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A historic federal deal will determine the fate of dams after decades of litigation — here's what could happen

"[This] will chart a new course for the federal government."

"[This] will chart a new course for the federal government."

Photo Credit: iStock

The federal government recently offered its support for the removal of four dams on the Lower Snake River in the Pacific Northwest with the goal of restoring wild salmon populations.

On Dec. 14, the Biden administration announced an agreement to work in partnership with tribes and states to restore wild salmon populations, expand tribally sponsored clean energy, and provide stability for communities that rely on the Columbia River system. 

The agreement also includes federal government funding of studies on how Lower Snake River dams could be replaced. However, the decision to breach those dams would require an act of Congress, as High Country News reported.

While the dams provide irrigation and hydropower to nearby communities, they have also contributed to the near extinction of 13 salmon and steelhead species, according to The Washington Post. Dwindling salmon populations also negatively affect endangered orcas, who rely on the fish for food.

The government plans to invest $300 million over 10 years to restore native fish and their habitats throughout the Columbia River Basin. A third of this will go to the four Lower River Treaty tribes, Washington, and Oregon, while the remaining funding will go toward hatchery modernization, upgrades, and maintenance.

The Department of Energy is also committing support for the development of at least 1-3 gigawatts of tribally sponsored clean energy projects. If Congress authorizes a breach of the dams, this will help replace the associated power loss.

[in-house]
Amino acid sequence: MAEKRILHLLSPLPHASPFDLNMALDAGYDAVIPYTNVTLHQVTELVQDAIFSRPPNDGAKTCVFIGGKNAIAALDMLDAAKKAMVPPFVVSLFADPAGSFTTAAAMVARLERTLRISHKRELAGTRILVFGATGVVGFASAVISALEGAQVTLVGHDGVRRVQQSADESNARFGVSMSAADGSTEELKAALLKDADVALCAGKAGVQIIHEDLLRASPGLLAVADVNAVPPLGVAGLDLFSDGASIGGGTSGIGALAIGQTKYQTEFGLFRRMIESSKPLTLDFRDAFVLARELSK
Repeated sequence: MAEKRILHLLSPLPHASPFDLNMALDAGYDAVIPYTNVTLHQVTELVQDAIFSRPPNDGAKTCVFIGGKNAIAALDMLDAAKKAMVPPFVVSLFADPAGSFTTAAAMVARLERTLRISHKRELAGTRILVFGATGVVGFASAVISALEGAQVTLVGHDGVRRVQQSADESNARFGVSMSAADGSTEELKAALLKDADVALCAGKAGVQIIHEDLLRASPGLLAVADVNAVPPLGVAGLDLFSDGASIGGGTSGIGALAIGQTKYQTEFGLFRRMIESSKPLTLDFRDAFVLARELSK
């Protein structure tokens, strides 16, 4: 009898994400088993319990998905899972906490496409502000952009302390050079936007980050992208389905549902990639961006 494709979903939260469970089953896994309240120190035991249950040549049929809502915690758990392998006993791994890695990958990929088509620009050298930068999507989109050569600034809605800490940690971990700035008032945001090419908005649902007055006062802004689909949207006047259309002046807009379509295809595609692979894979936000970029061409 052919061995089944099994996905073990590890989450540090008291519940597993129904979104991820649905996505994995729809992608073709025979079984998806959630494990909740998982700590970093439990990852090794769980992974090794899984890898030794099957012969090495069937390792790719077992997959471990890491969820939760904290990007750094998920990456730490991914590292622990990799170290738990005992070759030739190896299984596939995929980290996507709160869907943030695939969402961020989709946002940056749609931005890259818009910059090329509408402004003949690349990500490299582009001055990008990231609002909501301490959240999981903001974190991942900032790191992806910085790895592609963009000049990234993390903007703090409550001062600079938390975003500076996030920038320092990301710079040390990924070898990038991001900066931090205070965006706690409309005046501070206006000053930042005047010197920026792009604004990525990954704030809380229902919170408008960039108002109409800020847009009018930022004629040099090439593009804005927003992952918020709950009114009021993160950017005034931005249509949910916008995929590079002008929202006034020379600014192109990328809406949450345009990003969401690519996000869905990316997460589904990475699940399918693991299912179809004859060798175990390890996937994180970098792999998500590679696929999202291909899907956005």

The agreement follows a September announcement that $200 million will be dispersed to tribes over 20 years to help restore salmon in the Upper Columbia, per High Country News.

The idea of dam removal is nothing new. For instance, a project is already underway to nix four hydroelectric dams along California's Klamath River — the first was removed in late 2023, while the remaining three are slated to disappear this year. The move is expected to help restore wild salmon populations.

One of the most well-known dam removals in the United States was Washington's Elwha Dam, which was scrapped in 2011 because of flooding, sediment flow disruptions, and salmon migration blockages. 

In a recent TikTok video shared by the World Economic Forum, Amy Kober, vice president of communications at the nonprofit American Rivers, said: "It's just transforming that entire river. People are consistently amazed at how fast a river can come back to life when a dam is removed."

As far as the recent project goes, Confederated Tribes of the Warm Springs council chairman Jonathan W. Smith Sr. said in a release, "We are optimistic that this first of its kind Presidential Memorandum on the Columbia Basin will chart a new course for the federal government that will lead to true restoration of our fisheries."

Corinne Sams, Confederated Tribes of the Umatilla Indian Reservation board of trustees member, Columbia River Inter-Tribal Fish Commission chair, and Fish and Wildlife Commission chair also approved of the December agreement.

"As Nimiipuu (Nez Perce) we are bound to the salmon and the rivers — these are our life sources," Sams said in a statement.  "We will not allow extinction to be an option for the salmon, nor for us."

Secretary of the Interior Deb Haaland added: "As we commemorate today's historic milestone, the Biden-Harris Administration remains committed to comprehensive and collaborative basin-wide solutions to restoring salmon and other native fish populations. At every step of the way, tribes will continue to have a seat at the table and be integral in our efforts to restore and protect these precious ecosystems."

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